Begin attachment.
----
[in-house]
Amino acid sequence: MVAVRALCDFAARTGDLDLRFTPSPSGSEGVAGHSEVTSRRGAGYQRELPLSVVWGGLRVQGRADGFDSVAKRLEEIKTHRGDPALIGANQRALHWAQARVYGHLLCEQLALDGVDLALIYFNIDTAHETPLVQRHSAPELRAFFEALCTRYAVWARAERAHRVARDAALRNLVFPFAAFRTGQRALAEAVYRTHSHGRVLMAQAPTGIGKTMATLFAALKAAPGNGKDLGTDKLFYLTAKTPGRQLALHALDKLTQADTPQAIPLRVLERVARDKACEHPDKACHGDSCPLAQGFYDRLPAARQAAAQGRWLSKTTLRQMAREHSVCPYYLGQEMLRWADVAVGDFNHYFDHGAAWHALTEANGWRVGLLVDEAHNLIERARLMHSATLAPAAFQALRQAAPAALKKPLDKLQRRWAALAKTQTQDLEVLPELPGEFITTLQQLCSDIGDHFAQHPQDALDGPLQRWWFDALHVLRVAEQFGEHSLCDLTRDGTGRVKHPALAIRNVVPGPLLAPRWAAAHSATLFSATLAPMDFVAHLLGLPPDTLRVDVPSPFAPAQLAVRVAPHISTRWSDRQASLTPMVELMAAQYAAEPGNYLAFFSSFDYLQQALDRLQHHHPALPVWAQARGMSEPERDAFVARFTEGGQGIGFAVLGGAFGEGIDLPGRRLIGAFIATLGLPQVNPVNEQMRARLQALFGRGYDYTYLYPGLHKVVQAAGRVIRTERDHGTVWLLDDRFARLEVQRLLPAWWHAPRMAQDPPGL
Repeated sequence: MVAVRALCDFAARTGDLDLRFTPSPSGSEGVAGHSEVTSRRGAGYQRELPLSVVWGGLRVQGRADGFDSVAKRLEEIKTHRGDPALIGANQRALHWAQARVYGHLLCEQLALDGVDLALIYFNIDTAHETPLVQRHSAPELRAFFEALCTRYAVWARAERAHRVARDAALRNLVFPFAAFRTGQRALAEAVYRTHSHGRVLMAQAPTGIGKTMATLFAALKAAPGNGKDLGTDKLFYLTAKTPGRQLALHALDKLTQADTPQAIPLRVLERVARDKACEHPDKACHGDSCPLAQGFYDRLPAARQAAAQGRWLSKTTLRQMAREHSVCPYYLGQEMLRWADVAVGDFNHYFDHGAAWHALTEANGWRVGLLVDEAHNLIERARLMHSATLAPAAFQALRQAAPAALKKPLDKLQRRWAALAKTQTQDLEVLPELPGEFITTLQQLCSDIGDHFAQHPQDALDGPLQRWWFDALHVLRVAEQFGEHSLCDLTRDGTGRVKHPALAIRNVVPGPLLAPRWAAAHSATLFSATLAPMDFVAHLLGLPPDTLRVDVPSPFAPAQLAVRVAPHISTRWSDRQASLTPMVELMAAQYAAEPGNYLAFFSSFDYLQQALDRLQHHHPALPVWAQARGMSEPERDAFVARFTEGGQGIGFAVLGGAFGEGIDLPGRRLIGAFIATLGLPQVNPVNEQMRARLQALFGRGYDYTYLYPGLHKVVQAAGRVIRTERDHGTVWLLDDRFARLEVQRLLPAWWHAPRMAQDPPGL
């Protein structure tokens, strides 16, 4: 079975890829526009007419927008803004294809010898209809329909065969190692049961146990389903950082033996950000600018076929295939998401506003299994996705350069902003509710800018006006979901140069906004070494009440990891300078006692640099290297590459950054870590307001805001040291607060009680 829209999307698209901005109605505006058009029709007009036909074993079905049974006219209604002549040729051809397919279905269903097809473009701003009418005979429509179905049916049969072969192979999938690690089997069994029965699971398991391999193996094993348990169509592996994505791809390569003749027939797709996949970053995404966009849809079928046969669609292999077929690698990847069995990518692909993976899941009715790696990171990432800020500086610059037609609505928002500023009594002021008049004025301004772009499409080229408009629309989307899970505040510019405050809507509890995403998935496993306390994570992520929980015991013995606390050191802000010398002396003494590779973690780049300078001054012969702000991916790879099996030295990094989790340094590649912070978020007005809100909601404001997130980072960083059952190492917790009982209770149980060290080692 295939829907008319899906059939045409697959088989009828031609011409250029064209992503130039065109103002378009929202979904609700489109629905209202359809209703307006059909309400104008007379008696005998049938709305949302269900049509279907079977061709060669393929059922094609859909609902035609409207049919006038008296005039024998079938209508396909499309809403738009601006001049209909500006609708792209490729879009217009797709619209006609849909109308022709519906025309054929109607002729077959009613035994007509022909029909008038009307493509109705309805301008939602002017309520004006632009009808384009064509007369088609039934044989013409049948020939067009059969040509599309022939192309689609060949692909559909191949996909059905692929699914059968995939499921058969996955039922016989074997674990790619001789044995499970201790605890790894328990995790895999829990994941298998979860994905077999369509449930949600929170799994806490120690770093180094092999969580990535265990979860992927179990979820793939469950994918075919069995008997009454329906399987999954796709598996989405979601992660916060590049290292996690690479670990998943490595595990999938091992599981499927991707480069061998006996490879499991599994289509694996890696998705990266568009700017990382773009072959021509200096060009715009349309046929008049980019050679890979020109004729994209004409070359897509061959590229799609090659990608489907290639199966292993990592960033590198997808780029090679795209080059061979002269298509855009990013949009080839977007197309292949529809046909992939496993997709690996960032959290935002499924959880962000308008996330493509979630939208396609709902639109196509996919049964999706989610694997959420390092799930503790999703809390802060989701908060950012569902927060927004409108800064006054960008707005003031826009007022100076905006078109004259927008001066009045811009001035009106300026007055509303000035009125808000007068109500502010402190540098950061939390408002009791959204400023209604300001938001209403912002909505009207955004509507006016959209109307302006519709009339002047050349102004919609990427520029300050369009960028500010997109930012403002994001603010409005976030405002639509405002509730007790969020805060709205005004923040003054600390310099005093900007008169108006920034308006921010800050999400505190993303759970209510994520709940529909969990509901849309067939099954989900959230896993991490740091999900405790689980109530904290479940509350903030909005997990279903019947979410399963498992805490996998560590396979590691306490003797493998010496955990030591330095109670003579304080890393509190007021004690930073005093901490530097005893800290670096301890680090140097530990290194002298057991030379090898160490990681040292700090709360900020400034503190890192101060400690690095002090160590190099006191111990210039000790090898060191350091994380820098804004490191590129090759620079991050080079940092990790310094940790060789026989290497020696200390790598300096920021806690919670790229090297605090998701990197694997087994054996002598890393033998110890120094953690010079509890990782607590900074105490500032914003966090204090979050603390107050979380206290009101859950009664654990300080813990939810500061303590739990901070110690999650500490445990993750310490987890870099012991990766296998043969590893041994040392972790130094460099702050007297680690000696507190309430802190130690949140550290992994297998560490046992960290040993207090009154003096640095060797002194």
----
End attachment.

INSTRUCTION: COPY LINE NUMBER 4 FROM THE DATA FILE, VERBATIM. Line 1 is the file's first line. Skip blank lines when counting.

């Protein structure tokens, strides 16, 4: 079975890829526009007419927008803004294809010898209809329909065969190692049961146990389903950082033996950000600018076929295939998401506003299994996705350069902003509710800018006006979901140069906004070494009440990891300078006692640099290297590459950054870590307001805001040291607060009680 829209999307698209901005109605505006058009029709007009036909074993079905049974006219209604002549040729051809397919279905269903097809473009701003009418005979429509179905049916049969072969192979999938690690089997069994029965699971398991391999193996094993348990169509592996994505791809390569003749027939797709996949970053995404966009849809079928046969669609292999077929690698990847069995990518692909993976899941009715790696990171990432800020500086610059037609609505928002500023009594002021008049004025301004772009499409080229408009629309989307899970505040510019405050809507509890995403998935496993306390994570992520929980015991013995606390050191802000010398002396003494590779973690780049300078001054012969702000991916790879099996030295990094989790340094590649912070978020007005809100909601404001997130980072960083059952190492917790009982209770149980060290080692 295939829907008319899906059939045409697959088989009828031609011409250029064209992503130039065109103002378009929202979904609700489109629905209202359809209703307006059909309400104008007379008696005998049938709305949302269900049509279907079977061709060669393929059922094609859909609902035609409207049919006038008296005039024998079938209508396909499309809403738009601006001049209909500006609708792209490729879009217009797709619209006609849909109308022709519906025309054929109607002729077959009613035994007509022909029909008038009307493509109705309805301008939602002017309520004006632009009808384009064509007369088609039934044989013409049948020939067009059969040509599309022939192309689609060949692909559909191949996909059905692929699914059968995939499921058969996955039922016989074997674990790619001789044995499970201790605890790894328990995790895999829990994941298998979860994905077999369509449930949600929170799994806490120690770093180094092999969580990535265990979860992927179990979820793939469950994918075919069995008997009454329906399987999954796709598996989405979601992660916060590049290292996690690479670990998943490595595990999938091992599981499927991707480069061998006996490879499991599994289509694996890696998705990266568009700017990382773009072959021509200096060009715009349309046929008049980019050679890979020109004729994209004409070359897509061959590229799609090659990608489907290639199966292993990592960033590198997808780029090679795209080059061979002269298509855009990013949009080839977007197309292949529809046909992939496993997709690996960032959290935002499924959880962000308008996330493509979630939208396609709902639109196509996919049964999706989610694997959420390092799930503790999703809390802060989701908060950012569902927060927004409108800064006054960008707005003031826009007022100076905006078109004259927008001066009045811009001035009106300026007055509303000035009125808000007068109500502010402190540098950061939390408002009791959204400023209604300001938001209403912002909505009207955004509507006016959209109307302006519709009339002047050349102004919609990427520029300050369009960028500010997109930012403002994001603010409005976030405002639509405002509730007790969020805060709205005004923040003054600390310099005093900007008169108006920034308006921010800050999400505190993303759970209510994520709940529909969990509901849309067939099954989900959230896993991490740091999900405790689980109530904290479940509350903030909005997990279903019947979410399963498992805490996998560590396979590691306490003797493998010496955990030591330095109670003579304080890393509190007021004690930073005093901490530097005893800290670096301890680090140097530990290194002298057991030379090898160490990681040292700090709360900020400034503190890192101060400690690095002090160590190099006191111990210039000790090898060191350091994380820098804004490191590129090759620079991050080079940092990790310094940790060789026989290497020696200390790598300096920021806690919670790229090297605090998701990197694997087994054996002598890393033998110890120094953690010079509890990782607590900074105490500032914003966090204090979050603390107050979380206290009101859950009664654990300080813990939810500061303590739990901070110690999650500490445990993750310490987890870099012991990766296998043969590893041994040392972790130094460099702050007297680690000696507190309430802190130690949140550290992994297998560490046992960290040993207090009154003096640095060797002194």